The Dude’s Guide To Manhood: Finding True Manliness In A World Of Counterfeits, by Darrin Patrick
[Note: This book was provided free of charge by Thomas Nelson Publishers in exchange for an honest review.]
This book is certainly not unique in exploring the difficulties of ‘contemporary’ manhood , but there are some things that make this book distinctive and particularly excellent. For one, the author manages to keep a lot of very fine balances. For the most part, for example, the book makes a strong appeal to a macho sensibility by its frequent references to sports (including two short forewords, one by Duke Dynasty producer Willie Robertson, and the other by St. Louis running back Steven Jackson), which makes sense, since the author is a chaplain for the St. Louis Cardinals. However, there is more to the book than mere macho posturing, as the author feels entirely comfortable dealing in sound biblical exegesis (without coming off as too preachy) and knowledgeable in culture as well as Greek.
The organization of this book is straightforward and also powerful, and also balanced between a variety of concerns. The author introduces by talking about the fact that most men are without maps because of their upbringing, and the general decline of society. The twelve chapters of the book look at how men are supposed to be determined, coachable, disciplined, working, content, devoted, loving to their family, connected (with other men), emotional (but not ruled by emotion), fighting (in the right arenas), heroic, and forgiven. Many of these aspects of manhood are in tension with each other, and can suffer extremes on all sides, but this book manages to steer a very good balance in a life that is modeled after Jesus Christ as our hero. The book itself manages to even comment on the problem of lust and pornography in ways that make this book a companion piece to another book I read recently that discussed many of the same studies and phenomena from the point of view of protecting young women rather than seeking to guide men .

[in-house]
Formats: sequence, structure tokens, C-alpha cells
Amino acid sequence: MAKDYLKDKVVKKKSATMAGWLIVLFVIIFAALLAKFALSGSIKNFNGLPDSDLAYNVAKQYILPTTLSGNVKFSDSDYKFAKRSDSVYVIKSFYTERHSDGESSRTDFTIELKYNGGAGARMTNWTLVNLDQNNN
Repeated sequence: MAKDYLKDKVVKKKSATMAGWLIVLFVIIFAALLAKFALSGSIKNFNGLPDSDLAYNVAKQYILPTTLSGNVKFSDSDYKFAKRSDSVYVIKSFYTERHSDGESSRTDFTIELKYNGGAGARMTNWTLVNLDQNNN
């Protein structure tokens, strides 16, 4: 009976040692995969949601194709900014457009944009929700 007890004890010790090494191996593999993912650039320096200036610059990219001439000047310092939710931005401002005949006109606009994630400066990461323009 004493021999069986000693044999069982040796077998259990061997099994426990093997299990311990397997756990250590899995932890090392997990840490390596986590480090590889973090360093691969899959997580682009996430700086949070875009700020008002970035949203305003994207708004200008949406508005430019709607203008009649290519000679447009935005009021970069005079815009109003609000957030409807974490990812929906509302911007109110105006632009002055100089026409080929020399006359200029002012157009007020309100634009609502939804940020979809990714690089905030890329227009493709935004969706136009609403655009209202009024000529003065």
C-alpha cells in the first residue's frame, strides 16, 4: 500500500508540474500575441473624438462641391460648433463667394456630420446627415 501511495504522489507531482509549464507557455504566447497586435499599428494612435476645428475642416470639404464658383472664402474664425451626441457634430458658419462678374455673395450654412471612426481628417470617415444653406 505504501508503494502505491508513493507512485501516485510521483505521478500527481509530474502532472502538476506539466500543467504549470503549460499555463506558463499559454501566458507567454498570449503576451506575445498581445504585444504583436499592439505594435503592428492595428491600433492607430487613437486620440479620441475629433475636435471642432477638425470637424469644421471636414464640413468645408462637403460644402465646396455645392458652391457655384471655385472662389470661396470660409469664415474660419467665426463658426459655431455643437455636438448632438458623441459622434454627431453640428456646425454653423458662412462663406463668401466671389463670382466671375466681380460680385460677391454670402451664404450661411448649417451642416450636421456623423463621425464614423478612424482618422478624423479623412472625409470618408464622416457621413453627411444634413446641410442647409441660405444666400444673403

It would appear that the target audience of this book is made up of either men who are not really settled into their manhood in their 20’s and 30’s with its focus on responsibility and contentment without settling, or men who are married in their 30’s or 40’s who need encouragement not to destroy their families through being workaholics who are emotionally remote or unfaithful. This is a fantastic book in being real, honest, as well as encouraging. It urges personal responsibility as well as a network of friends (and fellow brethren) who can both encourage us and hold us accountable. The existence of this book, and others like it, is a good sign that at least a few authors, and hopefully a wide and appreciate audience of men, are willing to struggle with what it takes to be men of character and help overcome the corruption of the world. This corruption is not an easy matter to overcome, but hopefully books like this can help provide the spur that men need to develop their interior character and not merely focus on the external appearance of manhood.
 See, for example: